2. Do this on one side and delete the mirrored side. Press A to select all edges and press Ctrl + N to recalculate normals. Add a mirror modifier again (now that it will build what you want). Don't merge or clip the things on the mirror axis. Instead, move one of the edges adjacent to the mirror axis to a distance equal to half the thickness of the final wireframe shape you are creating. Select any other edges along the axis and move them an equal distance away (pressing S, then X, then Numpad 0 will do this if they are all selected, the one that is already placed is selected last, and the Pivot Point menu in the bottom menu bar - 3rd from left - is set to Active Element).
  3. Add a Solidify modifier and adjust the thickness to what you want. Set the Offset to 0 so the shape being modified is in the center of the volume created by the modifier, that's probably the look you want. The corner edge of the pieces at an angle to the center axis will just barely touch together, that makes editing them easy. Apply the modifier.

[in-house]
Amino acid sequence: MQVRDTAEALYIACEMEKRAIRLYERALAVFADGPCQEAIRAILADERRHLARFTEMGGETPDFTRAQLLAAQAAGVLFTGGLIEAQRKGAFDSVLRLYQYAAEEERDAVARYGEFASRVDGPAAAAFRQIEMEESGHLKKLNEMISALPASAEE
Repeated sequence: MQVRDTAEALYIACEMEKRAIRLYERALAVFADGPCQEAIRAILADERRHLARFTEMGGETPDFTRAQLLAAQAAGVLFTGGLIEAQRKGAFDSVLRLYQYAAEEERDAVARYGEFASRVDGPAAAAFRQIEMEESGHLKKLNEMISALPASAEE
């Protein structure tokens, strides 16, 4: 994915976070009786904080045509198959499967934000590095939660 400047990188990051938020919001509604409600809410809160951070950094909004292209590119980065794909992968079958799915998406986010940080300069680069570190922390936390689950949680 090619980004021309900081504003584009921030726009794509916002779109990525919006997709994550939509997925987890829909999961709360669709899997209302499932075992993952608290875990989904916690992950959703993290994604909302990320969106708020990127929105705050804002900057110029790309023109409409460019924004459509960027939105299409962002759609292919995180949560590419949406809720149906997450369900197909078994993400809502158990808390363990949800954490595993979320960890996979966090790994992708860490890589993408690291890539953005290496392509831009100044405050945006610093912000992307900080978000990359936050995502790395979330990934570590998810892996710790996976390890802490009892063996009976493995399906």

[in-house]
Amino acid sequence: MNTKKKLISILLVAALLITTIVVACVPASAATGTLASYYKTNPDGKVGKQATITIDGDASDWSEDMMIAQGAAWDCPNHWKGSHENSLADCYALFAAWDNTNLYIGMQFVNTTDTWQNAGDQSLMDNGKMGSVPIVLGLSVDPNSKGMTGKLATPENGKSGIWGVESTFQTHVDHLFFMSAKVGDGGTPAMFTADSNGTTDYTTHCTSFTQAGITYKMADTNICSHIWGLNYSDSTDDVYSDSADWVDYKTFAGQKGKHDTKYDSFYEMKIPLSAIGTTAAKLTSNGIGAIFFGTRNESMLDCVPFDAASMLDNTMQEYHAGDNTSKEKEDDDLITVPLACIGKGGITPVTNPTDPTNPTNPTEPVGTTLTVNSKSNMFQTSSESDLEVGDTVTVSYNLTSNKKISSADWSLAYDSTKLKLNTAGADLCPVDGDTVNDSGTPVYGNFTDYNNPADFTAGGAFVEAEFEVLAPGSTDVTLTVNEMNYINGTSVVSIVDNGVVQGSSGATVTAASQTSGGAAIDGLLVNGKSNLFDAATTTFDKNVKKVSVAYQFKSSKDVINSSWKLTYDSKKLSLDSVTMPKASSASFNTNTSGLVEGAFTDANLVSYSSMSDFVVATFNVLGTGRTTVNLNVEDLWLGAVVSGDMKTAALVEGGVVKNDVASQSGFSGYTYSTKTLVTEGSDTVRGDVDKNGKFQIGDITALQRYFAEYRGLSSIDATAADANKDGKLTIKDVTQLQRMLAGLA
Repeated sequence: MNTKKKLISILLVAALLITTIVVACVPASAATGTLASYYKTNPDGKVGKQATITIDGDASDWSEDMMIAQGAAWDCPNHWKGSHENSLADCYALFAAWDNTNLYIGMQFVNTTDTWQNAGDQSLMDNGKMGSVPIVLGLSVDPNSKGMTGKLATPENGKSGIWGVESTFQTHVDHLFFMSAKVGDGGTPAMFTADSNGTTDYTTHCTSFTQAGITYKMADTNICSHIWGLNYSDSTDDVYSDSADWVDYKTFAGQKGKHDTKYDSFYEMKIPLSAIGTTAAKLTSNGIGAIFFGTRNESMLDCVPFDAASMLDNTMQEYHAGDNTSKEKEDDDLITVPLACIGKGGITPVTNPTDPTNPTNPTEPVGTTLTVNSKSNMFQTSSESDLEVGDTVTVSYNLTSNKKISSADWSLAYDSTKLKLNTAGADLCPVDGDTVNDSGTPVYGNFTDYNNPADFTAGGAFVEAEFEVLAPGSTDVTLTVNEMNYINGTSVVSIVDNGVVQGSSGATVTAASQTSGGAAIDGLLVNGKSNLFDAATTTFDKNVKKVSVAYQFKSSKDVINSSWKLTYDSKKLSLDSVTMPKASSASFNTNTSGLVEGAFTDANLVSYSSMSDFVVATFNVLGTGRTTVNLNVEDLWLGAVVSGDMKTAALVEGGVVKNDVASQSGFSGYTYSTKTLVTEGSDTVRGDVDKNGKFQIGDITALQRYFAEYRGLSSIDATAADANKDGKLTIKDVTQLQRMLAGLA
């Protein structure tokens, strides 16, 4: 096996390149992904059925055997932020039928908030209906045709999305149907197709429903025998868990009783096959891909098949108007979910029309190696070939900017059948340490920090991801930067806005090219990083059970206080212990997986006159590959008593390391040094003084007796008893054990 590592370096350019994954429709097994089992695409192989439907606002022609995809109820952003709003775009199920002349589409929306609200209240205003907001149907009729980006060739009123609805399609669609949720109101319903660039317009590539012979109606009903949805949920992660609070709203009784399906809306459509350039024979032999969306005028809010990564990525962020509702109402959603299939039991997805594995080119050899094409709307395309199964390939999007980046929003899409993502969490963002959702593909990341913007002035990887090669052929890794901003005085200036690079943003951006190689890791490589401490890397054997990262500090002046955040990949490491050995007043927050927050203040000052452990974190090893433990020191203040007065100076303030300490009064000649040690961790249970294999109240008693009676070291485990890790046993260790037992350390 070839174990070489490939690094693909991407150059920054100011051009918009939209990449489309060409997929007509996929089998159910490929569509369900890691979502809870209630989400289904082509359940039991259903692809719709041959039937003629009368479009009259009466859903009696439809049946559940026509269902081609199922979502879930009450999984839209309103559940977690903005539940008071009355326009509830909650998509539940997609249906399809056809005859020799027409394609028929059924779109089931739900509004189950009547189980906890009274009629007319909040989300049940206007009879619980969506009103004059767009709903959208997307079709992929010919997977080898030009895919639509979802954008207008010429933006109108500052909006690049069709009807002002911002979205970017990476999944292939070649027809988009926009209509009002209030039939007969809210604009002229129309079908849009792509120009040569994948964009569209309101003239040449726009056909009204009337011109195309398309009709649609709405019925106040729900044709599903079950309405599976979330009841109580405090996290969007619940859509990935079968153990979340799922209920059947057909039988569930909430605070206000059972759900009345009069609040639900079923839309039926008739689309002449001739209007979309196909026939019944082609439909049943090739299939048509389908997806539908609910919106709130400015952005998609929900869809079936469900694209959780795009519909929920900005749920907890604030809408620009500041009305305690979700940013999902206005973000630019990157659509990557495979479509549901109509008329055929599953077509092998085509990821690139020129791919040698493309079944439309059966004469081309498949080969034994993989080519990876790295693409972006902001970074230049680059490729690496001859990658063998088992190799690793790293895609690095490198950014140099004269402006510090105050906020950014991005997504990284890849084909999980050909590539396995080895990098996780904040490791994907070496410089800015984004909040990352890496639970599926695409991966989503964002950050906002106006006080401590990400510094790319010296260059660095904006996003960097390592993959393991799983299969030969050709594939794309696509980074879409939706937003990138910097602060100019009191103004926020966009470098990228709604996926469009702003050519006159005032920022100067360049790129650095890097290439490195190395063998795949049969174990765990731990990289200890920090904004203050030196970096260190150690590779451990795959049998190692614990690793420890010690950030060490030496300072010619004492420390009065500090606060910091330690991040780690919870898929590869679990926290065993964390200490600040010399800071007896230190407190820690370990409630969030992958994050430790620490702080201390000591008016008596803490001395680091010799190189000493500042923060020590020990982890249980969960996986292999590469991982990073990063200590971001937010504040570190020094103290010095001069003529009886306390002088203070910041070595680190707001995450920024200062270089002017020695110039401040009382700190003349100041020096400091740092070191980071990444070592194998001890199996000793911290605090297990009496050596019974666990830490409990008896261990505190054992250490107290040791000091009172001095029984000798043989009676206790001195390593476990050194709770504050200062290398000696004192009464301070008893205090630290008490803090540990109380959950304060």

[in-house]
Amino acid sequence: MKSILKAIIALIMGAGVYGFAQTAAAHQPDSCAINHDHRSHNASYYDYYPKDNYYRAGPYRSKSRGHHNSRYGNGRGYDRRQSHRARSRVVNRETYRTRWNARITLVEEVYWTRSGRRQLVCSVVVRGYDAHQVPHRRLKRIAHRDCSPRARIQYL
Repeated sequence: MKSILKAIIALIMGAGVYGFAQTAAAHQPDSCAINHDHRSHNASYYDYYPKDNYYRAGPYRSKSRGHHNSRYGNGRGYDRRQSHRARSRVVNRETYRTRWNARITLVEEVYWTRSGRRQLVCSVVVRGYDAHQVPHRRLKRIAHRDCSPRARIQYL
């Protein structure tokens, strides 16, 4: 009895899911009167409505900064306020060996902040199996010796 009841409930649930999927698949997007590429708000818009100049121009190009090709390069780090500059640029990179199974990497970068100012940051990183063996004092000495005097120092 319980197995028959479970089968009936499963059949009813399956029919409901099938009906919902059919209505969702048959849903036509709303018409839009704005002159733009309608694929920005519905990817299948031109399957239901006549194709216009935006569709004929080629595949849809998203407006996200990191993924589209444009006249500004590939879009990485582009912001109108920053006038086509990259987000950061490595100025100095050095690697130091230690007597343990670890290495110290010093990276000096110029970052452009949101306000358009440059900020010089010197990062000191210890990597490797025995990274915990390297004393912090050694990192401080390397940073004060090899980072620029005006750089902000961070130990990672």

enter image description here

  1. Delete most of what you just built. The parts that are folded in tight curves are the parts that get messed up, but it isn't very much to deal with if you are just adjusting one flat plane of quads. Go into top view by pressing Numpad 7 and if you aren't in orthographic view, press Numpad 5 to enter it. Press Z to get into wireframe view, then press B and draw a box around everything but the front plane of faces defining your shape. Delete them. Also delete one of the mirrored halves, it's easier to add it again later.